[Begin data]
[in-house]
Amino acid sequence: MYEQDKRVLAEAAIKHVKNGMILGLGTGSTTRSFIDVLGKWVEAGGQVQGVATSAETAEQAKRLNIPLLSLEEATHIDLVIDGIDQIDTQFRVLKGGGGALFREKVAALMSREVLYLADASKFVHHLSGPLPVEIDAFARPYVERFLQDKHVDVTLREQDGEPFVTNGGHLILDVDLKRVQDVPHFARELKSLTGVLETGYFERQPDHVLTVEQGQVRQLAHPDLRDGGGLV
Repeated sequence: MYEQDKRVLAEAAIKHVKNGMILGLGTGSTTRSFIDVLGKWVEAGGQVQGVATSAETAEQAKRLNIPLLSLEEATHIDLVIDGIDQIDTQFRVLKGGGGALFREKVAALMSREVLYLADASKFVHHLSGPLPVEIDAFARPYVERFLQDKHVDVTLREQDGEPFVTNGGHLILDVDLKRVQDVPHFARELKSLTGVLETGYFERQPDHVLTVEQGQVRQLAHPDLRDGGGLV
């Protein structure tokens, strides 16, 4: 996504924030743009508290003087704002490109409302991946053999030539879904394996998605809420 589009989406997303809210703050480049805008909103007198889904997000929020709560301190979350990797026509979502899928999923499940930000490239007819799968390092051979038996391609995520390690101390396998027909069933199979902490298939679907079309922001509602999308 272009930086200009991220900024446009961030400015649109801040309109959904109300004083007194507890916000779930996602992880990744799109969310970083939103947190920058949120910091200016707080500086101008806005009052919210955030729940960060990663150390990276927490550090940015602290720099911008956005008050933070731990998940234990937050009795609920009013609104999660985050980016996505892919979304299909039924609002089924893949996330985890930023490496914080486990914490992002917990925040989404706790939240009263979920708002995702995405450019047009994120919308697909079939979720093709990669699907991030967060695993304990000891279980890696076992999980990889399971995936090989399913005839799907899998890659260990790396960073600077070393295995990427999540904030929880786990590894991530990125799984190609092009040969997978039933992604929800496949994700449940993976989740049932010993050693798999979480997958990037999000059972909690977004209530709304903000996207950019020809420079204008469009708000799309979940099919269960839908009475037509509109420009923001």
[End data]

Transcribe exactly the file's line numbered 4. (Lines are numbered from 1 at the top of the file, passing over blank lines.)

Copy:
């Protein structure tokens, strides 16, 4: 996504924030743009508290003087704002490109409302991946053999030539879904394996998605809420 589009989406997303809210703050480049805008909103007198889904997000929020709560301190979350990797026509979502899928999923499940930000490239007819799968390092051979038996391609995520390690101390396998027909069933199979902490298939679907079309922001509602999308 272009930086200009991220900024446009961030400015649109801040309109959904109300004083007194507890916000779930996602992880990744799109969310970083939103947190920058949120910091200016707080500086101008806005009052919210955030729940960060990663150390990276927490550090940015602290720099911008956005008050933070731990998940234990937050009795609920009013609104999660985050980016996505892919979304299909039924609002089924893949996330985890930023490496914080486990914490992002917990925040989404706790939240009263979920708002995702995405450019047009994120919308697909079939979720093709990669699907991030967060695993304990000891279980890696076992999980990889399971995936090989399913005839799907899998890659260990790396960073600077070393295995990427999540904030929880786990590894991530990125799984190609092009040969997978039933992604929800496949994700449940993976989740049932010993050693798999979480997958990037999000059972909690977004209530709304903000996207950019020809420079204008469009708000799309979940099919269960839908009475037509509109420009923001």